Heroes and Zeroes
The Pacific Sun, a local newspaper in the San Francisco Bay Area, ran a weekly Heroes and Zeroes column for years, highlighting the selfless/helpful/nurturing behaviors of some local citizens and the selfish/hurtful/damaging behaviors of others. Actions like (hero) a video produced by a local police department to alert citizens how to deal with school bullying, drug overdoses, and potential suicides. Or (zero) dog owners who leave their beloved pets in a parked car when, even with the windows cracked, temperatures inside the car can quickly top 100 degrees. (Hero) A local hardware store that refuses to stock toxic chemical weed killers. (Zero) The Department of Homeland Security excluding immigrants from the federal CalFresh food program, even though one in five county residents qualifies for nutritional assistance.
I was reminded of Heroes and Zeroes coming out of the Mill Valley Film Festival last week, learning about Laotian citizens (heroes) now clearing the 80 million unexploded devices dropped on the Laotian countryside during the (zeroes) U.S. military’s “secret war” during the Vietnam War. About the CIA’s illegal program of torturing suspected terrorists (Zeroes), the U.S. Senate’s investigative report exposing (and shutting down the program) released by (local hero) Senator Dianne Feinstein in December 2014.
I was reminded of Fred Rogers’ sage advice to “look for the helpers” in any tragic event. [See Linda’s Shift Your Perspective – Look for the Helpers, Look for the Bigger Picture.]
I was reminded of The Fifth Risk by New York Times best-selling author Michael Lewis, a searing, damning account of Donald Trump’s failure to appoint top-level managers in key government agencies when assuming the power and responsibility to do so. Lewis features in the book the U.S. Department of Energy, which maintains and guards our nuclear arsenal among other things, the U.S. Department of Agriculture, whose inspections and nutrition programs maintain the health of all Americans, and the National Oceanic and Atmospheric Association which saves thousands of lives every year through the forecasts of the National Weather Service.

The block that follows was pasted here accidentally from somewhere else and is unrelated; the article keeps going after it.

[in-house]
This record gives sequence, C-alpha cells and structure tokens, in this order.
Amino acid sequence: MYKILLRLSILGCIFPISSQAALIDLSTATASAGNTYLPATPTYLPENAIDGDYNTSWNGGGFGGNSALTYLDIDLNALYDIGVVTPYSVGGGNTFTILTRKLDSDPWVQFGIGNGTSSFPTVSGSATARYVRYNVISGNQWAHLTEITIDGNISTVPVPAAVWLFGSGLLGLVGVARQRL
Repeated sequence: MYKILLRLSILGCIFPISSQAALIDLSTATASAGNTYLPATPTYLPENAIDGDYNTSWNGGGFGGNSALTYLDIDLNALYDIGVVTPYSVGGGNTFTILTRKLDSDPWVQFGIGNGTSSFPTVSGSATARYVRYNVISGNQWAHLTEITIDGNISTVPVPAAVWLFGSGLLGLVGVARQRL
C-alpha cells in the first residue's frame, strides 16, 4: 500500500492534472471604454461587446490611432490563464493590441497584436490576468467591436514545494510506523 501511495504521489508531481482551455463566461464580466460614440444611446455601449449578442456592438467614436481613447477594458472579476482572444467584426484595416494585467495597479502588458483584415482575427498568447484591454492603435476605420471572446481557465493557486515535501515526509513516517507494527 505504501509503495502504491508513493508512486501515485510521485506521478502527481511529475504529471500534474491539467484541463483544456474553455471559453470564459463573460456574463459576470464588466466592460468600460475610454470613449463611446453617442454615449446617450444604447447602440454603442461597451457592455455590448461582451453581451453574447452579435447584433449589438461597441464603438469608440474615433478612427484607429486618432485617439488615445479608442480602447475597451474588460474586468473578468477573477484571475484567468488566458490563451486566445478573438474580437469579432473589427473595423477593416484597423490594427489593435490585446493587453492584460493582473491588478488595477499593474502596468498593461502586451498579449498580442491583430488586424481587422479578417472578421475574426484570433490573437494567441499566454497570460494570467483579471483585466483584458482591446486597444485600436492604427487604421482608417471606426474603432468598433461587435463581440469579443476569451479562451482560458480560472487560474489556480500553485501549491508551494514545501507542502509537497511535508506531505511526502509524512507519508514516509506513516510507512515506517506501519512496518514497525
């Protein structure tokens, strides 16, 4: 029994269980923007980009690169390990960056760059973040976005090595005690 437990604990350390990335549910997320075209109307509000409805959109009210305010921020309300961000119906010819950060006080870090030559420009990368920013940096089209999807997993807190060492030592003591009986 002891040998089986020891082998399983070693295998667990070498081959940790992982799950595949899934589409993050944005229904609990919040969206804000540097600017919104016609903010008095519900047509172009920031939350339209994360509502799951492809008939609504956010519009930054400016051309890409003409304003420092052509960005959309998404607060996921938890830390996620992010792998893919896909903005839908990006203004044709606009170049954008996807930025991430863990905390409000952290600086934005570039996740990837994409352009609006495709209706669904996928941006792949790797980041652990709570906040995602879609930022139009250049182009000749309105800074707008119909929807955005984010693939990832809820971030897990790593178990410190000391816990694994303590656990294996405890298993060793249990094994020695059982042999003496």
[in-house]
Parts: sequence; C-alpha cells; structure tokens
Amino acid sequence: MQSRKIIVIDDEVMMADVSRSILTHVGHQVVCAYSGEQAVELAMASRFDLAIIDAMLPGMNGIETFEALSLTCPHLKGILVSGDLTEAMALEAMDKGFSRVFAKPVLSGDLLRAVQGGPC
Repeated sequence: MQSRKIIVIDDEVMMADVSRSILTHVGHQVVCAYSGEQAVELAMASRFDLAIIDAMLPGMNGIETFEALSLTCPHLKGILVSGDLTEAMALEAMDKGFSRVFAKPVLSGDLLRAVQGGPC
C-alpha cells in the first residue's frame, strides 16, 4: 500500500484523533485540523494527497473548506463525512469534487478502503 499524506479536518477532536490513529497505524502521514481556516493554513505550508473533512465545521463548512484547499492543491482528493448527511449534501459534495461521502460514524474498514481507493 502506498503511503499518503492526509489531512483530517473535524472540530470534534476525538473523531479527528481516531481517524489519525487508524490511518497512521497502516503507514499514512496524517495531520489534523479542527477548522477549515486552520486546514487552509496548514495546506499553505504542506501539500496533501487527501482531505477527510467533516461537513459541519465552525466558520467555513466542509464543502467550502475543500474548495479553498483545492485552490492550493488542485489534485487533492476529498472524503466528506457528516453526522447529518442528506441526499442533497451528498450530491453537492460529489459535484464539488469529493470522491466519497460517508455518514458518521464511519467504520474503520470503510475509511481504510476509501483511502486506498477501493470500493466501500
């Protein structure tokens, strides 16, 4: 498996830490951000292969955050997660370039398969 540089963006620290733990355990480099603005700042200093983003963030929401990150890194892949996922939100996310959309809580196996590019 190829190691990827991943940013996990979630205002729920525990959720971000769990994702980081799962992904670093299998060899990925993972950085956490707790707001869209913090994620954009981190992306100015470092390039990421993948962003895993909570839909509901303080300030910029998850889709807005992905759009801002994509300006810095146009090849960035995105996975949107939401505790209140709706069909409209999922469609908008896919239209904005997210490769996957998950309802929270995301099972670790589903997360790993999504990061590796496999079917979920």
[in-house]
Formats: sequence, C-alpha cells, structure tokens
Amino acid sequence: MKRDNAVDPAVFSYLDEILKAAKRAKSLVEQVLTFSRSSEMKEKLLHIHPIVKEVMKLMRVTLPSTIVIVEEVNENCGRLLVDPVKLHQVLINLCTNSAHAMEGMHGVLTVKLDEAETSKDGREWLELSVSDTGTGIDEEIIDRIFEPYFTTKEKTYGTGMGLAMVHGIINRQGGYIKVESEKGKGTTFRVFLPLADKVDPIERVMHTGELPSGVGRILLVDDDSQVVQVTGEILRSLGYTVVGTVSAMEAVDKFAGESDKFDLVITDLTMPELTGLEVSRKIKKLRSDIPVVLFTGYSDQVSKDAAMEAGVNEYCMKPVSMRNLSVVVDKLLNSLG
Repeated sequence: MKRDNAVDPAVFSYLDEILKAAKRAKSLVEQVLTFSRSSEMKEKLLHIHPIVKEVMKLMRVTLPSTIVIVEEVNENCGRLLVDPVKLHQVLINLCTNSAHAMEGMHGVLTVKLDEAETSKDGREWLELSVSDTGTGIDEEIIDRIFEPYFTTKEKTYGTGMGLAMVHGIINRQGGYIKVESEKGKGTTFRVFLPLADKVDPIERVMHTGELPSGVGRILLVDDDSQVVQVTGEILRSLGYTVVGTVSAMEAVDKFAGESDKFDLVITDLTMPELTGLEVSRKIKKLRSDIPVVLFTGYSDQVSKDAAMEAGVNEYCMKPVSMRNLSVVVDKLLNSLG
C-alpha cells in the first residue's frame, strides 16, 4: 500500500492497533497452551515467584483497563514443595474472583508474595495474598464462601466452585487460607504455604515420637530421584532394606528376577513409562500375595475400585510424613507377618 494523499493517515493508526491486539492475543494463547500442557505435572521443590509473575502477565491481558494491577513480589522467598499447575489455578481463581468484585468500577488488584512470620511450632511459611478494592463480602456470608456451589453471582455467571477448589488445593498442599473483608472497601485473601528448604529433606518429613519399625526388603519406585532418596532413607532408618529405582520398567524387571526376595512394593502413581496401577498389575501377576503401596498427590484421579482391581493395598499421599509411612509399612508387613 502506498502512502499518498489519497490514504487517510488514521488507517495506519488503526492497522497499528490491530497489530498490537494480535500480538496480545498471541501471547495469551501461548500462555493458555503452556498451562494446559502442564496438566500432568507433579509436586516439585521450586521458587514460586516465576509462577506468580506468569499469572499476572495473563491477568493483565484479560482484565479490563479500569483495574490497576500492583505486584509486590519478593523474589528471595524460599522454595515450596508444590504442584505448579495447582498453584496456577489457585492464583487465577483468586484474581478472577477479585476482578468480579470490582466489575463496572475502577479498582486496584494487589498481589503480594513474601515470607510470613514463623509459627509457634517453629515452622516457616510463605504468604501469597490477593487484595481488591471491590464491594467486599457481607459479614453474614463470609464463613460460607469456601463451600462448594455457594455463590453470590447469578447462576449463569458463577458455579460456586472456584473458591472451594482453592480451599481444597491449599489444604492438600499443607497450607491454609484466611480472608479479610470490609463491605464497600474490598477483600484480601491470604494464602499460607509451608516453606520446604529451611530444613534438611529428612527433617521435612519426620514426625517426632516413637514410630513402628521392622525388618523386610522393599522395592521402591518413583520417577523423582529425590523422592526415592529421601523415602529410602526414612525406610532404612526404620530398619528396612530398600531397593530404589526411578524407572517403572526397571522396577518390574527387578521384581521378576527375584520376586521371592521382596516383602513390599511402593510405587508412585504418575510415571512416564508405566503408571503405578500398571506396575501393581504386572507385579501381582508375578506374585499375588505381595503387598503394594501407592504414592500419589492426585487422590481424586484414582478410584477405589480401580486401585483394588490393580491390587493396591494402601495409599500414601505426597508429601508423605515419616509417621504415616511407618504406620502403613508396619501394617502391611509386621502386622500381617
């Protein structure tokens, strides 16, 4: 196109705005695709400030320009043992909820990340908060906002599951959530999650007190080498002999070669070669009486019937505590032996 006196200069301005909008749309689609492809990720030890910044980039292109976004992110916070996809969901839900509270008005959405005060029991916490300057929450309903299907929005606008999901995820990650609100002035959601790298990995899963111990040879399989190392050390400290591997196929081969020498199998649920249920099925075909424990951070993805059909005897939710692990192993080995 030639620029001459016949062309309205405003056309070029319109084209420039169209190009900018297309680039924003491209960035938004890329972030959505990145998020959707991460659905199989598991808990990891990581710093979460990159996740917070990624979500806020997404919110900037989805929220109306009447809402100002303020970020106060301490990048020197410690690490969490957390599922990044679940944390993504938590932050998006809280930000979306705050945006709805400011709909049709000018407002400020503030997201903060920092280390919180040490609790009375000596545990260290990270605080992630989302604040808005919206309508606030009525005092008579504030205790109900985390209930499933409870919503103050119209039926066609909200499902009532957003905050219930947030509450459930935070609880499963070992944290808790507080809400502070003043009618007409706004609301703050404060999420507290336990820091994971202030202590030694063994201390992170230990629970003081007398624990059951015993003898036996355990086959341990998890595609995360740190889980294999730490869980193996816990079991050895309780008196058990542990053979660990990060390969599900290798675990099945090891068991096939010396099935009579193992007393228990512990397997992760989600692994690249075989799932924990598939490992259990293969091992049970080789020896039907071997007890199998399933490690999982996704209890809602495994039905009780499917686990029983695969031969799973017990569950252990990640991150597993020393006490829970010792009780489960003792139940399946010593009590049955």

Lewis also focuses on the helpers, the hundreds and hundreds of bureaucrats who show up every day doing their bureaucratic tasks every day that keep these agencies and many others afloat, running the services this country needs every day to stay afloat.
Ours is not the task of fixing the entire world all at once, but of stretching to mend the part that is within our reach.
– Clarissa Pinkola-Estes
All of us are called upon to be heroes rather than zeroes. Finding the tasks, the service, the kindness we can bring to our local/national/global world and the fellow citizens in it.
You don’t need to do everything. Do what calls your heart; effective action comes from love. It is unstoppable, and it is enough.
– Joanna Macy
May you find your realms of acting heroically from your heart, helping/nurturing others, saving our communities one heartfelt action at a time.